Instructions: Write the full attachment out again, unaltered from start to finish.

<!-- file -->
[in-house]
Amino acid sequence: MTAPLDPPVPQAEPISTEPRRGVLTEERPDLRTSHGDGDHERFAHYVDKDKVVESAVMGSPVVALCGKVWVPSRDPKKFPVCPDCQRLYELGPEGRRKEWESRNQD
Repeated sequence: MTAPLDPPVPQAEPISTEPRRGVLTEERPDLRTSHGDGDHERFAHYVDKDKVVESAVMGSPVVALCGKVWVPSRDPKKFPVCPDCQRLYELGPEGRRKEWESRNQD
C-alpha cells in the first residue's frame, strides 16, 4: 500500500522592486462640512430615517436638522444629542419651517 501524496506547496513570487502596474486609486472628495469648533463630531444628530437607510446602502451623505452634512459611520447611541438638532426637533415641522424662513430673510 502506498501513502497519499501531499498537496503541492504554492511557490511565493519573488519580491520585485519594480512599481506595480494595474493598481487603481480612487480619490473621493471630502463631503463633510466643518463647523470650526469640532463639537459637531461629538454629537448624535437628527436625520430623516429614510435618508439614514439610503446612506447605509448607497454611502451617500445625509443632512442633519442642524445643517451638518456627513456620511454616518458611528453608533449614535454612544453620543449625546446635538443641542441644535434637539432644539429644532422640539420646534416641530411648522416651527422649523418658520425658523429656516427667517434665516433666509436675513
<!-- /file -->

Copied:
[in-house]
Amino acid sequence: MTAPLDPPVPQAEPISTEPRRGVLTEERPDLRTSHGDGDHERFAHYVDKDKVVESAVMGSPVVALCGKVWVPSRDPKKFPVCPDCQRLYELGPEGRRKEWESRNQD
Repeated sequence: MTAPLDPPVPQAEPISTEPRRGVLTEERPDLRTSHGDGDHERFAHYVDKDKVVESAVMGSPVVALCGKVWVPSRDPKKFPVCPDCQRLYELGPEGRRKEWESRNQD
C-alpha cells in the first residue's frame, strides 16, 4: 500500500522592486462640512430615517436638522444629542419651517 501524496506547496513570487502596474486609486472628495469648533463630531444628530437607510446602502451623505452634512459611520447611541438638532426637533415641522424662513430673510 502506498501513502497519499501531499498537496503541492504554492511557490511565493519573488519580491520585485519594480512599481506595480494595474493598481487603481480612487480619490473621493471630502463631503463633510466643518463647523470650526469640532463639537459637531461629538454629537448624535437628527436625520430623516429614510435618508439614514439610503446612506447605509448607497454611502451617500445625509443632512442633519442642524445643517451638518456627513456620511454616518458611528453608533449614535454612544453620543449625546446635538443641542441644535434637539432644539429644532422640539420646534416641530411648522416651527422649523418658520425658523429656516427667517434665516433666509436675513